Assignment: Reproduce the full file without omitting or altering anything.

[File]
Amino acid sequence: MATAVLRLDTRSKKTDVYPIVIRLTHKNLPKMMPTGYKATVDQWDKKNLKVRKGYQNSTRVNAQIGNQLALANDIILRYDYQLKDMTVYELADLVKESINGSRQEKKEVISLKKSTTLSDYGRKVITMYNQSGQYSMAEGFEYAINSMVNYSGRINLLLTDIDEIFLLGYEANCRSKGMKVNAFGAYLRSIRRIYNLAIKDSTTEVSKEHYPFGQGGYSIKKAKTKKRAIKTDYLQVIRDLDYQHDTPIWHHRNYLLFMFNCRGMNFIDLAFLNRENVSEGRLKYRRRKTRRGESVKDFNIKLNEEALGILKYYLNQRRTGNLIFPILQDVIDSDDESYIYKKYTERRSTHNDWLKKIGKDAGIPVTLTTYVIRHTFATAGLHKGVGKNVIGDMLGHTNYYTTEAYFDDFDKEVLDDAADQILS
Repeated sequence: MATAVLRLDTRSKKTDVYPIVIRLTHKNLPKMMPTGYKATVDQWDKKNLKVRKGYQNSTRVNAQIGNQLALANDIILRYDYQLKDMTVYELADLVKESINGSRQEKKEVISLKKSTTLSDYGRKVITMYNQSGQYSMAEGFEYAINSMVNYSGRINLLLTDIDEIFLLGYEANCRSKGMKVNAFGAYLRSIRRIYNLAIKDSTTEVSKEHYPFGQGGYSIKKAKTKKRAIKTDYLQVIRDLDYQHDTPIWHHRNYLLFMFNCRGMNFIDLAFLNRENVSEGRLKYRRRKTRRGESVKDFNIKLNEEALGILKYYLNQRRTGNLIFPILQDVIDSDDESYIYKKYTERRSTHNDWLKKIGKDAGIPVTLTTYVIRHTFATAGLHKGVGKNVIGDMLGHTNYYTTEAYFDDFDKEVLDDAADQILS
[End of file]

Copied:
Amino acid sequence: MATAVLRLDTRSKKTDVYPIVIRLTHKNLPKMMPTGYKATVDQWDKKNLKVRKGYQNSTRVNAQIGNQLALANDIILRYDYQLKDMTVYELADLVKESINGSRQEKKEVISLKKSTTLSDYGRKVITMYNQSGQYSMAEGFEYAINSMVNYSGRINLLLTDIDEIFLLGYEANCRSKGMKVNAFGAYLRSIRRIYNLAIKDSTTEVSKEHYPFGQGGYSIKKAKTKKRAIKTDYLQVIRDLDYQHDTPIWHHRNYLLFMFNCRGMNFIDLAFLNRENVSEGRLKYRRRKTRRGESVKDFNIKLNEEALGILKYYLNQRRTGNLIFPILQDVIDSDDESYIYKKYTERRSTHNDWLKKIGKDAGIPVTLTTYVIRHTFATAGLHKGVGKNVIGDMLGHTNYYTTEAYFDDFDKEVLDDAADQILS
Repeated sequence: MATAVLRLDTRSKKTDVYPIVIRLTHKNLPKMMPTGYKATVDQWDKKNLKVRKGYQNSTRVNAQIGNQLALANDIILRYDYQLKDMTVYELADLVKESINGSRQEKKEVISLKKSTTLSDYGRKVITMYNQSGQYSMAEGFEYAINSMVNYSGRINLLLTDIDEIFLLGYEANCRSKGMKVNAFGAYLRSIRRIYNLAIKDSTTEVSKEHYPFGQGGYSIKKAKTKKRAIKTDYLQVIRDLDYQHDTPIWHHRNYLLFMFNCRGMNFIDLAFLNRENVSEGRLKYRRRKTRRGESVKDFNIKLNEEALGILKYYLNQRRTGNLIFPILQDVIDSDDESYIYKKYTERRSTHNDWLKKIGKDAGIPVTLTTYVIRHTFATAGLHKGVGKNVIGDMLGHTNYYTTEAYFDDFDKEVLDDAADQILS